The Courier News from Blytheville, Arkansas on March 18, 1967 · Page 1
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The Courier News from Blytheville, Arkansas · Page 1

Blytheville, Arkansas
Issue Date:
Saturday, March 18, 1967
Page 1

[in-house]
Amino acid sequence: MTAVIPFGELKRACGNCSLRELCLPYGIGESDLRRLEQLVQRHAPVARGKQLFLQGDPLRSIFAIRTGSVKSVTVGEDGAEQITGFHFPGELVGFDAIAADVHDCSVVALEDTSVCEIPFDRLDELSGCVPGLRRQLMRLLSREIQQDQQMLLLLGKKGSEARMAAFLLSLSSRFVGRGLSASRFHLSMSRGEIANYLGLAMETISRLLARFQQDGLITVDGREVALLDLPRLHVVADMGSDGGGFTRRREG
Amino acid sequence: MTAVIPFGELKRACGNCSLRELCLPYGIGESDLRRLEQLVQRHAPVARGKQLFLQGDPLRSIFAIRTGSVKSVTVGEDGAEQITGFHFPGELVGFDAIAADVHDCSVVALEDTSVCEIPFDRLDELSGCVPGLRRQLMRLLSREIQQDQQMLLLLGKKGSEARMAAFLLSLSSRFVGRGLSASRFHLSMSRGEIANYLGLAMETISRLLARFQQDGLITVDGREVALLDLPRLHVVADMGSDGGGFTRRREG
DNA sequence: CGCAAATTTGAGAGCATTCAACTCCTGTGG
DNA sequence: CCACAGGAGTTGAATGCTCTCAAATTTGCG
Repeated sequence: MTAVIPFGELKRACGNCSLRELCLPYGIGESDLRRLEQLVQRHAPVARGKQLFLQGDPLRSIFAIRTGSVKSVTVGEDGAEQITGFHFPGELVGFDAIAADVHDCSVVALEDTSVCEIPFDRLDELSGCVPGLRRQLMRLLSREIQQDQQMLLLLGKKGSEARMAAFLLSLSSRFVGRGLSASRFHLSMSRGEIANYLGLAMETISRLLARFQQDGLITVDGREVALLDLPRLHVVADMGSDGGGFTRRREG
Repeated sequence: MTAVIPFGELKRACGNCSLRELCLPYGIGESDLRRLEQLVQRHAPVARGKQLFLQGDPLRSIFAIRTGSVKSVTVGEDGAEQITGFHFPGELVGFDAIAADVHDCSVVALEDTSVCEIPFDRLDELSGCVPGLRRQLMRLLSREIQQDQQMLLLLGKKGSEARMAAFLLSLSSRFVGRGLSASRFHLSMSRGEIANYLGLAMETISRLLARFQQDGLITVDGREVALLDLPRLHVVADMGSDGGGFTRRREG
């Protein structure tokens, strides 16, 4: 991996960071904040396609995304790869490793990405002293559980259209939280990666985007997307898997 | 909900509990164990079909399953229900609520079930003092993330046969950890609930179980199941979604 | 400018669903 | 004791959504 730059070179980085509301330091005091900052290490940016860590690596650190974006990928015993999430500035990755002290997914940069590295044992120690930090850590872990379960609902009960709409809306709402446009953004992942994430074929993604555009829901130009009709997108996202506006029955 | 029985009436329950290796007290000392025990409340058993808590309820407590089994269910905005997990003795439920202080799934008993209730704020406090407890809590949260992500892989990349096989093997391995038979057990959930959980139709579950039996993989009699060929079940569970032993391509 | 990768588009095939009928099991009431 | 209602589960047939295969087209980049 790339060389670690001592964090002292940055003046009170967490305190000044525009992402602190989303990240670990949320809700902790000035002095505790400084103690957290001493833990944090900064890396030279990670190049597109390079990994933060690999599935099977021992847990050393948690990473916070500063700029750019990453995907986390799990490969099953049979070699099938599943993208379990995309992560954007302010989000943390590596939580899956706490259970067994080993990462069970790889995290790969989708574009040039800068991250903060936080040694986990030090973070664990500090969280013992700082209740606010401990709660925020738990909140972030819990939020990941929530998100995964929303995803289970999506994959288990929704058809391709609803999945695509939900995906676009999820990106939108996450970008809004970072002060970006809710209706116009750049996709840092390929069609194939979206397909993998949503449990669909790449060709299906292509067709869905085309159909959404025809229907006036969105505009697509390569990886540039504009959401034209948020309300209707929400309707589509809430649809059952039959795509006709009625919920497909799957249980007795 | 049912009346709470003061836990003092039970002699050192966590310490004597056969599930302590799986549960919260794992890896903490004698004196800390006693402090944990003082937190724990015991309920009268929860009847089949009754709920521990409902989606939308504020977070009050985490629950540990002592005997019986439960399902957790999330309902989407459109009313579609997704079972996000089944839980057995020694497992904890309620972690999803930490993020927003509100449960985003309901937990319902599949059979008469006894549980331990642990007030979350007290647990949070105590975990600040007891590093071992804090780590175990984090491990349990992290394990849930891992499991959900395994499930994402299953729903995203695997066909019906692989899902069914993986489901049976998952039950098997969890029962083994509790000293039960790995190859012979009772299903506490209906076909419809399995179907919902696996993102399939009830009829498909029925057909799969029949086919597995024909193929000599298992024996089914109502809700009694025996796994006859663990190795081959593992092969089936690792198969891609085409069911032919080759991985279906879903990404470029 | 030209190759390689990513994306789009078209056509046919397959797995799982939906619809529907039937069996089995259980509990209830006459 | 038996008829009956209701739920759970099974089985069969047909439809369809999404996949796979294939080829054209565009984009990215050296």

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BLYTHEVILLE COURIER NEWS VOL. 6S-NQ. X BLYTHEVTLIA ARKANSAS (72815X SATURDAY, MARCH 18. MOT 10 PAGES TIN CENTS Dateline March 18 SAIGON (AP) - South Vietnam's draft constitution received final approval from the Constituent Assembly today in time for Prime Ministerg Nuyen Cao Ky to carry it to Guam Sunday and show it to President Johnson. The draft constitution, which provides for the election of a civilian government later this year, was approved by all of the assemblymen present at the final session — 102 of the 117 members. VOTAW, Tex. (AP) — Workmen rescued two-year-old Theresa Fregia, safe but sobbing, at 2:25 a.m. today after she had been trapped for nine hours 28 feet underground in an abaiv doned well. The child was lifted to safety by Ransom Bill, a rescue worker from Houston who de- secnded into a freshly dug parallel shaft drilled by a gaint drilling rig. A cheer went up from sereval hundred men who had workec for hours. NEW YORK (AP) - Sen Robert F. Kennedy says he looks forward to campaigning tor President Johnson in 1968 Kennedy, asked by newsmen Friday about reports of his strained relationship with the President, described Johnson as "an outstanding president." "I have great admiration for what the President has done here In the United States and in our relationships with countries overseas," said the New York Democrat. "I think it's natura that there should be some dif ferences. ' BIMIN1, Bahamas (AP) — Adam Clayton Powell has can celed his plan to go to New Yor Sunday, but he says reluctanc to trigger civil commotion, not fear of arrest, led him to remain in voluntarily exile. "I want to go back but not it it means violence and bloodshed, and my people tell me it would mean violence and bloodshed," Powell told newsmen Friday. • SAIGON (AP) — Two American planes were downed and a Navy destroyer was hit by Communist coastal gunfire off North Vietnam Friday as the war in both North and South Vietnam assumed new intensity, the U.S. military command reported today. The destroyer Stoddard took a waterline as she patrolled along the southern end of North Vietnam 25 miles northwest of Dong Hoi. There were no casualties, a spokesman said, and the ship continued "fully operational." Board Meets Chickasawba District Chapter ef American Red Cross has its monthly board meeting Monday at 7:30 p.m. in the chapter offices on North Second. WR Lashes Out At Bond System YOUR HOSTS WILL BE ... - Blytheville Senior High will welcome some 350 representatives from schools throughout the state when the Arkansas Association of Student Councils meets here April 6 through 8. Officially representing Blytheville High School will be, seated, Jerry Fletcher, council presi- denta nd Mrs. Lloyd Stickmon, student council sponsor. Standing are, from left, Susie Robinson, council secretary; Dolores Edwards, treasurer;, and Richard Connell, vice-president. (Courier News Photo) OEO Official Likes What He Sees Here A ranking official of the national Office of Economic Opportunity toured Mississippi County yesterday and generally liked -what he saw. Theodore Berry of Washington included Mississippi County en a visit to the South. "I was told that I had to see the Mississippi County program ... it has been described as one of the most promising in the state," he told County Judge A. A. Banks, State Sen. J. Lee Bearden, County OEO Director Gary Jumper and others at a luncheon at Holiday Inn preceding his tour of Neighborhood Service Centers over the county. At the end of the day, he said the overall picture looks good. He encouraged the county staff to continue to work for involvement of people in t h e NSC efforts and to continue to stress educational programs. Accompanying him on the visit to NSC's in Blytheville, Osceola, Number Nine and Wilson were Mrs. Helen Nunn, county NSC director, and mem- Soles Aid Crippled As part of the Easter Seal campaign to raise money for the Arkansas Association for the Crippled, approximately 25 volunteers, including Boy Scouts will be offering for sale 2,000 packages sf "brown - and- serve" rolls. The volunteers will be working throughout the day down town and at the Plaza Shopping Center. The rolls will be given in exchange for any donation. bers of the county OEO staff. Dr. Earl Evans, state director of OEO training programs, was with Berry when he arrived in Jlytheville. Bearden told Berry that there's the man who has done more for OEO than any other man in the state," indicating Ivans. Jumper reported to Berry that the Neighborhood Service Centers "channel virtually every OEO program we have — family planning, Headstart and timber cutting, for instance." Jumper cited the timber cutting project (which was developed to provide constructive labor for unemployed heads of families as "one of the best we've had." 'Not only did it give these men work, but it helped the drainage effort in the county." In response to a query about a Mississippi County family planning program under OEO, Berry said he thought chances of its development good. + * * Berry expressed interest In creation of consumer education programs at the Service Centers. At 'the Blytheville West Side Center, he saw: An adult clothing construction program; A senior citizen who had received a $600 Social Security check (in back payments) after eliigbility had been established by NSC personnel. At Blytheville's East Side Center, Berry was briefed on a volunteer teacher program, j clothing construction, consumer education and a quilting proj- At Number Nine, he was told of adult education and re medial education for elemen tary students. At Osceola, he saw evidence See OEO on Page 5 BHS Students Score High Blytheville High S c h o o scored highly in recent statewide competitions held in Lilt Rock in connection witti the an nual awards conventions of th Arkansas units of Vocationa and Industrial Clubs of Americ and the Distributive Educatio Clubs of America. Carter Berry, senior, wo first place in machinery skil and scored highest on the e] animations. The machine sho class as a unit won sec on place in the display category. Malcolm Park, senior, wo second place in DECA's jod af plication contest and Sandr Roberts, senior, won ftird plac in the machine shop sweethea: competition. J. K. Williams, superintendent of education and a member ef the state Distributive Education Advisory Council, was commended by DECA for his contributions to its programs. Joe Musick, BHS machine shop instructor, accompanied six of his students to the conventions while Charles Abel, distributive education co - ordina- jtor, went along with 19 of his students. LITTLE ROCK (AP)- Gov. Winthrop Rockefeller said Friday night that he planned to call a special session of the legislature next year to give the General Assembly an opportunity to act on recommendations of several study commissions. "These reports will enable the special session to enact into law a historic program of progress," Rockefeller said. Rockefeller said in a televised address that three of the most important measures still pending are the new Depart- personnel division of the new mental efficiency study commission. "Quite frankly, if these measures are not enacted into law there is not much we can do to bring modern business practices to our state government," Rockefeller said as he touched on a variety o! topics in the address which was carried over several stations. The governor hinted that he would fight for regulations that would require competitive bidding on municipal and school bonds, answered criticism on his veto of a bill that would have removed the tolls from the Helena bridge and answered critics who say he is not giving education enough attention in his proposed budget. Rockefeller indicate he would bypass the legislature, if necessary, to gain bidding on bonds. The Senate has defeated a bill requiring competitive bidding for municipal and school bonds, but Rockefeller did not say what methods were available outside of the legislature. "If the facts convince you that the people are entitled to a lot more for their tax dollars —as I'm certain they will — then together we will work to find a solution, even if the legislature won't help us," he said. "Virtually all the states have such laws," he said, "and in my judgment the fact that we do not costs our school districts and cities millions of dollars each year." He said he had given every consideration to an immediate reduction of tolls on the Mississippi River bridge at Helena and "no later than this week I received excellent assurances that there will be a substantial reduction in the toll structure." Rockefeller said in answer to his critics that 64 per cent of the general revenues were earmarked for educational pdur- poses in the current fiscal year. He said this percentage under his recommendation will jump to 67 per cent of the total in the last year of the coming biennium. The governor said much already had been accomplished by the legislature, but said that pending administration legislation must be enacted if "we are to achieve our program." Miller Legion Plans Birthday The 48th anniversary of the American Legion will be celebrated locally by Blytheville Post No. 24 and the Ladies' Auxiliary with festivities to be held 7 p.m. Monday at the Legion Hut. Highlight of the program will be a cake-cutting ceremony by Post Commander Kenneth Mullens and the president of the Auxiliary. Principal speaker will be T. W. (Tom) Miller, a Jonesboro real estate and insurance executive, commander of the American Legion Department of Arkansas. Paul Hughes will be master o[ ceremonies and the past post commanders will be introduced by R. B. (S'keets) Stout. Ark-Mo Power Ponders Merger Arkansas - Missouri Power Company and Missouri Utilities Co., announced last night that the two companies have named committees to study the feasibility of consolidation. Missouri Utilities' primary service areas include those geographic locales in which Senath, Hbrnersvlle, Charleston, Sikes- ton, Cape Girardeau and Columbia are located. Ark-Mo serves more than 100 Northeast Arkansas and Southeast Missouri communities. Charles Czeschin, president of Ark-Mo, and Ray W. Call, president of Missouri Utilities, i n making the announcement of the merger study, pointed out that he study probably will be in process for several month!! before any conclusions will be : reached. | Missouri Untilities is headquartered in Cape Girardeau. Most of its service area it contengent to Ark-Mo's, a factor which evidently led to consideration of consolidation. Shaw to Stand Trial By BEN THOMAS NEW ORLEANS, La. (AP) A three- judge panel ruled in a preliminary hearing Friday that wealthy retired business leader Clay L. Shaw should become the first man to stand trial concerning the assassination of President John F. Kennedy. In ordering the trial for Shaw on a charge of conspiracy to murder the president, Judge Bernard J. Bagert said at the conclusion of the four-day hearing, "This court finds sufficient evidence has been presented to establish probable cause that a crime has been committed." The ruling came on Shaw's 54th birthday. The decision was a first-round victory for gun-toting Jim Garrison, this town's 6-foot-6 district attorney. Garrison startled the world a month ago with a statement that he had "solved" the Kennedy assassination, would make arrests, and would obtain convictions. Garrison, unorthodox and controversial in his five years as dstrict attorney, took an unusual step in asking for the preliminary hearng — a tactic usually resorted to by defense lawyers. The next step: "I will file a bill of information," Garrison drawled to newsmen shortly after the panel announced its unanimous decision. He would not say when the action would be taken. Arraignment and trial came afterward. No dates were set. "The district attorney selects the date and time a person will be tried," said Judge Bagert, who had asked two of his fellow Criminal District Court judges to sit with him at the prelmi- nary hearing because of its importance. "The state has six years to prove this case," said defense attorney William Wegmann, in his impassioned plea to the court to throw out the charges. After the decision, Bill Gurvich, chief investigator for Gar- rigon's office, told newsmen: "We won. If we had needed more goods we would have brought them in." Perry Raymond Russo, 25, was Garrison's star witness. Russo, a Baton'Rouge insurance salesman, told the court he was present in the New Orleans apartment of David W. Ferrie ir mid-September 1963 and heard Lee Harvey Oswald, Shaw and Ferrie plotting to assassinate Kennedy. The plan, Russo testified, in- See OSWALD on Page 5 LBJ Off for Guam Today PACIFIC PARLEY By FRANK CORMIER WASHINGTON (AP) - President Johnson embarks tonight on his second trans-Pacific journey in five months — striving once more to emphasize his dedication to the works of peace In Vietnam. High administration officials Insisted they expect no major military decisions to emerge from Johnson's two days of talks in Guam - about 8,250 miles from Washington. They said the big question Instead would be how to advance the political, social and economic development of sections of South Vietnam wrested from Communist control. There has been considerable speculation that Johnson might use the occasion of his Guam visit to elevate Gen. William C. Westmoreland to full commander of all American forces in Southeast Asia. But officials laid they do not expect such a development. They also said they don't think Westmoreland would •jboott this Kcasion to <sk for more troops. But they said that was a matter for the general ta decide. The White House said Johnson hoped to take off on his 18-hour, one-stop flight to Guam around midnight after spending all day and evening courting the nation's governors. Perhaps for security reasons, there was no word on whether Johnson's big jet would make a refueling stop in Alaska or Hawaii. Moreover, nothing was being said here about where Johnson would be quartered on Guam, which is little more than an American military bastion. They're Cold, Hungry' An Inflow of seasonal workers and cold weather has put new burdens on Mississippi County Union Mission. "Many of these new families are not eligible immediately for welfare assstance," Mission Supt. Paul Kirkindall commented regarding the new arrivals. 'Right now there is little work for these people." Kirkindall speculated that unskilled field workers, who have never done well, may find the going even more difficult this year. "It seems there is very little outside work for people who have no technical training," bs said. Right now, Kirkindall said, the Mission's greatest needs are for children's clothing, furniture and cash. "We also have an urgent need for two wheelchairs ... in fact it is so urgent that we will buy these chairs if we have to and if we can afford it," he said. "And while I'm talking," he said by telephone, "I can count 20 children out here waiting for shoes. These people are cold and hungry..." Donations may be sent to the Mission, PO Box 1161, Blythe- vilto. The President will meet with top American civilian and military leaders based in Vietnam and with Premier Nguyen Cao Ky and many of the other generals making up the military junta that holds power in Saigon. Secretary of State Dean Rusk and Secretary »f Defense Robert S. McNamara also will be on hand. Any polcy decisions announced after the session, officials here indicated, likely would deal with changes In the Vietnam "pacification" effort — the attempt to claim ground from the Communists and make a start toward enlisting the interest of the inhabitants in elemental democracy. One official said the Guam meeting has taken on special importance because of the impending replacement of Ambassador Henry Cabot Lodge by Ellsworth Bunker, 72-year old diplomatic trouble-shooter. The top Civilian leadership in Saigon on the American side will be reshuffled in the weeks See JOHNSON M P«l« I . PHILIPPINES . -. * ?* '•* ' fQ ? •- •••-'•-•'••,.'...., <* PacJr ; KEY FIGURES — In President Johnson's party for the Vietnam strategy conference on Guam with Ambassador Henry Cabot Lodge and U.S. military commander Gen. William C. Westmoreland are Secretary of State Dean Rusk, Secretary of Defense Robert McNamara and Wall W. Rostow, chief presidential assistant an national security affairs. The meeting is tin President's third Pacific journey In little over a year. In February 1%6 he met with South Vietnamese Premier Ky in Honolulu. Last October's summit conference in Manila brought him together with heads of all six allies involved in the Vietnamese struggle. Guam, an American Pacific bastion since the Spanish-American war, is the home base of B52 bombers that have been the heavyweight mainstays of the air war against North Vietnam.